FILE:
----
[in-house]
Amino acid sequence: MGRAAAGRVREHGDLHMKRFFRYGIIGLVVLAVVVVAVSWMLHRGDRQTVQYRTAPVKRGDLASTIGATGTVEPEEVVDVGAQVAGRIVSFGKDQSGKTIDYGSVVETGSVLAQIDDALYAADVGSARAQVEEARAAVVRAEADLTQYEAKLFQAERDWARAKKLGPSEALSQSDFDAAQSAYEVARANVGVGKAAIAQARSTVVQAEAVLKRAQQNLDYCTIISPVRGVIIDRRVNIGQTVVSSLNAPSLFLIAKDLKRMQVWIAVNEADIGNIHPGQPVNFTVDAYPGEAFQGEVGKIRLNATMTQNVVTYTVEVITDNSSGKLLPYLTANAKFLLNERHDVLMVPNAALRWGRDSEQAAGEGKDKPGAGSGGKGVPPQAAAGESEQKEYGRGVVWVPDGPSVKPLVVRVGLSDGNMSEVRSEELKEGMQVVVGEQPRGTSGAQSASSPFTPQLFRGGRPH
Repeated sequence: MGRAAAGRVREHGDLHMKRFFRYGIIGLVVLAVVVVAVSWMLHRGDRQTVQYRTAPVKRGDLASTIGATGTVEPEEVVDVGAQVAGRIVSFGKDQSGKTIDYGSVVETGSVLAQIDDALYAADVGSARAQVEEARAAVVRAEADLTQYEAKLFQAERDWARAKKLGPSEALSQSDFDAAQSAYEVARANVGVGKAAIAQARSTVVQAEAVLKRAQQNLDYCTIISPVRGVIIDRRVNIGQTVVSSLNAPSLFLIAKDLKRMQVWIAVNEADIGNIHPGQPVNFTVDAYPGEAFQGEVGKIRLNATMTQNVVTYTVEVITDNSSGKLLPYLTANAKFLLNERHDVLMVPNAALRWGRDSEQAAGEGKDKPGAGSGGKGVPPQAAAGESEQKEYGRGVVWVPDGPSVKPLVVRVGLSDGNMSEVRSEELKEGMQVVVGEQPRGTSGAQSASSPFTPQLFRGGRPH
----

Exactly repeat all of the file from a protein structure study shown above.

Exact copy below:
[in-house]
Amino acid sequence: MGRAAAGRVREHGDLHMKRFFRYGIIGLVVLAVVVVAVSWMLHRGDRQTVQYRTAPVKRGDLASTIGATGTVEPEEVVDVGAQVAGRIVSFGKDQSGKTIDYGSVVETGSVLAQIDDALYAADVGSARAQVEEARAAVVRAEADLTQYEAKLFQAERDWARAKKLGPSEALSQSDFDAAQSAYEVARANVGVGKAAIAQARSTVVQAEAVLKRAQQNLDYCTIISPVRGVIIDRRVNIGQTVVSSLNAPSLFLIAKDLKRMQVWIAVNEADIGNIHPGQPVNFTVDAYPGEAFQGEVGKIRLNATMTQNVVTYTVEVITDNSSGKLLPYLTANAKFLLNERHDVLMVPNAALRWGRDSEQAAGEGKDKPGAGSGGKGVPPQAAAGESEQKEYGRGVVWVPDGPSVKPLVVRVGLSDGNMSEVRSEELKEGMQVVVGEQPRGTSGAQSASSPFTPQLFRGGRPH
Repeated sequence: MGRAAAGRVREHGDLHMKRFFRYGIIGLVVLAVVVVAVSWMLHRGDRQTVQYRTAPVKRGDLASTIGATGTVEPEEVVDVGAQVAGRIVSFGKDQSGKTIDYGSVVETGSVLAQIDDALYAADVGSARAQVEEARAAVVRAEADLTQYEAKLFQAERDWARAKKLGPSEALSQSDFDAAQSAYEVARANVGVGKAAIAQARSTVVQAEAVLKRAQQNLDYCTIISPVRGVIIDRRVNIGQTVVSSLNAPSLFLIAKDLKRMQVWIAVNEADIGNIHPGQPVNFTVDAYPGEAFQGEVGKIRLNATMTQNVVTYTVEVITDNSSGKLLPYLTANAKFLLNERHDVLMVPNAALRWGRDSEQAAGEGKDKPGAGSGGKGVPPQAAAGESEQKEYGRGVVWVPDGPSVKPLVVRVGLSDGNMSEVRSEELKEGMQVVVGEQPRGTSGAQSASSPFTPQLFRGGRPH